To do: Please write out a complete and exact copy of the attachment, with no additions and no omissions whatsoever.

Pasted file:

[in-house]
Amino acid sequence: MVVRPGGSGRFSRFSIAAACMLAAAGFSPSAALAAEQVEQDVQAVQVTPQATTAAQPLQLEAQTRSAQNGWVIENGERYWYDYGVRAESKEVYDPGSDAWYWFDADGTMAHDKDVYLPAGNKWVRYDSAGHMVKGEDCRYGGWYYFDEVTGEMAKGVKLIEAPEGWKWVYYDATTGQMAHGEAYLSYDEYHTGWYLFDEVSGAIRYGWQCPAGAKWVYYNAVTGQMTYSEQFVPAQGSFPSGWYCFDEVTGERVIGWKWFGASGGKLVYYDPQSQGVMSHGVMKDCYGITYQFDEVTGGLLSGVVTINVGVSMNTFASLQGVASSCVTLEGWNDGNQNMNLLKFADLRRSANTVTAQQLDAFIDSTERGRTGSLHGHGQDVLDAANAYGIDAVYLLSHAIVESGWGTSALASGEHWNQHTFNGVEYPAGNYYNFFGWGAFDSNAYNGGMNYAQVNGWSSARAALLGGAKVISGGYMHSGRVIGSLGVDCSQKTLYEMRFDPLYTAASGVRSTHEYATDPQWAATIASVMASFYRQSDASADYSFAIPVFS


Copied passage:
[in-house]
Amino acid sequence: MVVRPGGSGRFSRFSIAAACMLAAAGFSPSAALAAEQVEQDVQAVQVTPQATTAAQPLQLEAQTRSAQNGWVIENGERYWYDYGVRAESKEVYDPGSDAWYWFDADGTMAHDKDVYLPAGNKWVRYDSAGHMVKGEDCRYGGWYYFDEVTGEMAKGVKLIEAPEGWKWVYYDATTGQMAHGEAYLSYDEYHTGWYLFDEVSGAIRYGWQCPAGAKWVYYNAVTGQMTYSEQFVPAQGSFPSGWYCFDEVTGERVIGWKWFGASGGKLVYYDPQSQGVMSHGVMKDCYGITYQFDEVTGGLLSGVVTINVGVSMNTFASLQGVASSCVTLEGWNDGNQNMNLLKFADLRRSANTVTAQQLDAFIDSTERGRTGSLHGHGQDVLDAANAYGIDAVYLLSHAIVESGWGTSALASGEHWNQHTFNGVEYPAGNYYNFFGWGAFDSNAYNGGMNYAQVNGWSSARAALLGGAKVISGGYMHSGRVIGSLGVDCSQKTLYEMRFDPLYTAASGVRSTHEYATDPQWAATIASVMASFYRQSDASADYSFAIPVFS